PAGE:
Ah, the customer. Ever more savvy, and of course, always right… (Right?). Dollar upon dollar is spent getting a customer through your door, but when it comes to sustaining profitability, it helps to keep in mind something the all-knowing Seinfeld once asked (well, close enough anyway!): you know how to take a customer, but do you know how to hold a customer?
If your answer is ‘no,’ you may be spending your budgeting in all the wrong places. As Nation’s Restaurant News’ Jim Sullivan recently argued, “money spent on customer acquisition…can fill a restaurant, but money spent on customer retention…makes that restaurant profitable.” Overspending on marketing, he warns, can lead to the vicious cycle of constantly acquiring customers you can’t retain.
We wholeheartedly agree with Sullivan’s advice – in fact, it extends well beyond the restaurant, applying generally to all retailers, especially those where employees have a lot of face (or phone) time with customers, and especially once retailers get through their first year or so in business. (In the first year, it makes sense that a new business will spend considerable resources generating awareness amongst potential customers and convincing them to give their business a try).
So what does it look like to focus on customer retention over acquisition? Here’s our two cents:
Take Training Seriously.
While corporate-led advertising and promotional campaigns are essential to gaining general brand awareness with your target market, repeat business, as Sullivan suggests, is won at the unit level, where brand and customer meet. Arm your franchisees with the training tools they need to be successful business owners and operators – not to mention your most valuable brand ambassadors. Incentivize them to participate in regular training sessions, whether monthly, quarterly or annually, to stay abreast on the latest corporate standards and industry trends.
Invest in People.
Franchisee training is a critical first step, but your buck shouldn’t stop there. Encourage and empower franchisees to train and motivate their employees. A well-trained, highly-motivated employee is excited about your product or service, has the knowledge and tools to serve your customer successfully, and is more likely to remain a loyal employee, especially if she is recognized and rewarded for high performance.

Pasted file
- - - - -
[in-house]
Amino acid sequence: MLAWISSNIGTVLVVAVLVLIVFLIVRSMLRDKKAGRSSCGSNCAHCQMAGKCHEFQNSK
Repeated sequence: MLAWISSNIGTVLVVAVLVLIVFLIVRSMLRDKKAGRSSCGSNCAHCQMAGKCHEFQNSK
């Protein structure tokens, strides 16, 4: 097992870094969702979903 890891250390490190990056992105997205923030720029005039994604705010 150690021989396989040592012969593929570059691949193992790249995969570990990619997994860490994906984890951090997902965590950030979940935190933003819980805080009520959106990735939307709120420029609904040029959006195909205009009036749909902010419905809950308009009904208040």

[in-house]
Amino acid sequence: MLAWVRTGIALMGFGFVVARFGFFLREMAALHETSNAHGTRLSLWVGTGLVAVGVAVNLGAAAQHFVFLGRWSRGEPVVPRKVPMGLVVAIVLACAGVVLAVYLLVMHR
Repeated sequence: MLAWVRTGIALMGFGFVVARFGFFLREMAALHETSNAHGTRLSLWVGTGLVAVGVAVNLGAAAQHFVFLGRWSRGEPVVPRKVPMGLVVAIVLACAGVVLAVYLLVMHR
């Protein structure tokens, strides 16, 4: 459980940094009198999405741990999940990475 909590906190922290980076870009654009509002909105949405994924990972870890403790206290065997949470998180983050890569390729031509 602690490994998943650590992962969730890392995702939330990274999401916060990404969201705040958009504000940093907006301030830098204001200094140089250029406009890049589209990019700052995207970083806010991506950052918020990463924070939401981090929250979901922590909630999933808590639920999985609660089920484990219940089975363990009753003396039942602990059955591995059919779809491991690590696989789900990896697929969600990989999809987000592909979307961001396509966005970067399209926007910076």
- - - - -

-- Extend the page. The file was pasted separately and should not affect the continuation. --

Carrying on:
Realize Appearances Matter.
Call them superficial, but for today’s customers, looks are important. One 2014 study of consumers’ retail preferences found store ambience ranked above location, friendliness of staff and even customer service. (Top three preference were range of products, value and quality of products, respectively). “Lack of atmosphere,” on the other hand, was the most common reason for shoppers’ avoidance of certain retailers.At both the corporate and franchise level, your stores must not only represent your brand, but contribute to the overall brand experience for the customer. Store layout, lighting design, product display and of course, attractive, well-designed fixtures that withstand customer wear and tear are all critical elements of store ambience. Cleanliness should be a given, and should be a prominent part of your – and your franchisee’s – training manuals.
Let Them Outsource to You.
It’s not difficult to see how a franchisee’s plate fills quickly. With local promotions to execute, staff to recruit and train, a new brand and business model to learn, it’s too easy for them to let one of the key factors of customer retention slip from their grasp. Lighten their load by taking the things you do particularly well at the corporate level – store build-outs, employee training programs, etc. – off their hands so they can focus on what really matters: building a base of repeat customers so you both will profit!